The muslims killed in the bombings go straight to heaven, mercifully shortening their period of suffering on earth. The non-muslims had it coming.
    Likewise, muslims should be thanking the Americans for their drone attacks, after all, they are achieving the same result.

  5. says

    what kind of theological justification could they invoke to kill their co-religionists while they were engaged in an act of worship?

    That’s the best time to kill catholics – right after they’ve confessed. You’re doing them a big favor, really, since they get to go to heaven all early and stuff.

    Why is it that none of the victims of these attacks are jumping for joy and ready to forgive the killers? Could it be that they know it’s all bullshit?

  6. says

    Joking aside, I don’t think any of this stuff is about belief – it’s all just political transformation through naked force. These clowns are all as atheist as I am, and I’m seriously athy.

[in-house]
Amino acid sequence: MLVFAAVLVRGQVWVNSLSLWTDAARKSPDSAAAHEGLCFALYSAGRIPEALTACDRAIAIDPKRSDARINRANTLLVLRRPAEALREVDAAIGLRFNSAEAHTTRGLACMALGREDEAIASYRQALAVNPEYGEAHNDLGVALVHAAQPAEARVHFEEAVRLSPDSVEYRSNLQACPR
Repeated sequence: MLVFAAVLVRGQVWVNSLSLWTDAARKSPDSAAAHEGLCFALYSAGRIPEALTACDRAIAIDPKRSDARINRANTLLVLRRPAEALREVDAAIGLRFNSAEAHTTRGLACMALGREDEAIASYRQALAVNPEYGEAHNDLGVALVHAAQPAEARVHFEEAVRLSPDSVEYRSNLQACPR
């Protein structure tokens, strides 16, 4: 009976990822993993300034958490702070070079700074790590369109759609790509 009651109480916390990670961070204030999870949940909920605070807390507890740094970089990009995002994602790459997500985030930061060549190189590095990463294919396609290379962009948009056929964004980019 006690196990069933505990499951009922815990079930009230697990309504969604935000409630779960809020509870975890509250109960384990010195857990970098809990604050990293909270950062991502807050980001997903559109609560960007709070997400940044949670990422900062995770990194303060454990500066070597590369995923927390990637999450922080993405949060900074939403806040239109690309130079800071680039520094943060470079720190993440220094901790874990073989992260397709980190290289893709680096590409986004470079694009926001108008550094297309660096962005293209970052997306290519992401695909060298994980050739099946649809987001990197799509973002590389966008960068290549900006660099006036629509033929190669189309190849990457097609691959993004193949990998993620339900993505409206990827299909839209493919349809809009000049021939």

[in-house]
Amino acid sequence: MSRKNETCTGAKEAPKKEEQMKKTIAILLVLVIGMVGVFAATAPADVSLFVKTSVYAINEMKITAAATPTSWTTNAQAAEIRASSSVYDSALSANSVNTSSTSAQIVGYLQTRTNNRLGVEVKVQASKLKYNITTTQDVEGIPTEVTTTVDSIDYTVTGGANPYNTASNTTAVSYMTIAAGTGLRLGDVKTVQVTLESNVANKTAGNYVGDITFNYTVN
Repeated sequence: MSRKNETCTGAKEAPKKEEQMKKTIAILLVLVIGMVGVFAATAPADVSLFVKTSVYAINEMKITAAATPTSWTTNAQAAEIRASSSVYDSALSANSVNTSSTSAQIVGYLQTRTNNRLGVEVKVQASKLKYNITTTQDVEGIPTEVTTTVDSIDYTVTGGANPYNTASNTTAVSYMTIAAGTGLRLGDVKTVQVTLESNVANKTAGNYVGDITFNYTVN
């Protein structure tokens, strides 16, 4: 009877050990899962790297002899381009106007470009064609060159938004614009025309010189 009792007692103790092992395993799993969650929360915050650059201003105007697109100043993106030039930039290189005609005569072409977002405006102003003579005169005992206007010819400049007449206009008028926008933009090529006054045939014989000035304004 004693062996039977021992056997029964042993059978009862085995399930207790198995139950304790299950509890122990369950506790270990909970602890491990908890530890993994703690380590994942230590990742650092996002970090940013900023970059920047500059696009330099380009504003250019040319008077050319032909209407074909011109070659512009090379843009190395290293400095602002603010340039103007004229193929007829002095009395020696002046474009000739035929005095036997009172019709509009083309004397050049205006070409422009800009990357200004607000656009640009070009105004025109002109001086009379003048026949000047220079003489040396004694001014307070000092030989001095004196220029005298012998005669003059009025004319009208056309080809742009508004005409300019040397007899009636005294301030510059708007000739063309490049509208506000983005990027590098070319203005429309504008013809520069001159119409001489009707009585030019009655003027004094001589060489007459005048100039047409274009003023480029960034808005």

7. ShowMetheData says

    The desire to control comes first – which means the killing comes first – religious blah-blah blah is there to sort out later the reasons for the control.

    Much of the fundamentalist world is about what “other” people are doing. What others are doing impinges on the fantasy bubble of control. That control must be maintained – you, the rationalist, are looking for consistency when there is only control that is needed. With control, the internal contradictions and lack of consistancy do not have to be faced.

    It is a question of imagination too – there is nothing more haunting to the fundamentalist than someone who does not believe what you believe. Then you can start thinking those thoughts too… and burn in hell There is no agreeing to dis-agree.

    Someone had noted in his dealings with fundamentalist Christians that there was no inner privacy. Given the absolute power, fundamentalists would ask every second ….what are you thinking … what are you thinking